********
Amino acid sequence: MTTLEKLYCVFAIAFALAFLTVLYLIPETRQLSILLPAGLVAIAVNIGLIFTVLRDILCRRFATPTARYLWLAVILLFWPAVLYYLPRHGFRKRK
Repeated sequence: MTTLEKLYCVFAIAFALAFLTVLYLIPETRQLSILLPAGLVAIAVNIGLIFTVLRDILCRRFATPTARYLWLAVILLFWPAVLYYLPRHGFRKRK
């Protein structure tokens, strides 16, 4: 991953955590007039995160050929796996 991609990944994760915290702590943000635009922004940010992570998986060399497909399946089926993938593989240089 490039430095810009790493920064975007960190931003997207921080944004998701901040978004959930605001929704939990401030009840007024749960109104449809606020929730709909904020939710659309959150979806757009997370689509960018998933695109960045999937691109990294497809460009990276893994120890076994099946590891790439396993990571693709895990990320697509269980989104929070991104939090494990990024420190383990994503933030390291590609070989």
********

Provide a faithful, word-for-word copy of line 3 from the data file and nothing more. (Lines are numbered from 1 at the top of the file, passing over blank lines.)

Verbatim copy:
């Protein structure tokens, strides 16, 4: 991953955590007039995160050929796996 991609990944994760915290702590943000635009922004940010992570998986060399497909399946089926993938593989240089 490039430095810009790493920064975007960190931003997207921080944004998701901040978004959930605001929704939990401030009840007024749960109104449809606020929730709909904020939710659309959150979806757009997370689509960018998933695109960045999937691109990294497809460009990276893994120890076994099946590891790439396993990571693709895990990320697509269980989104929070991104939090494990990024420190383990994503933030390291590609070989």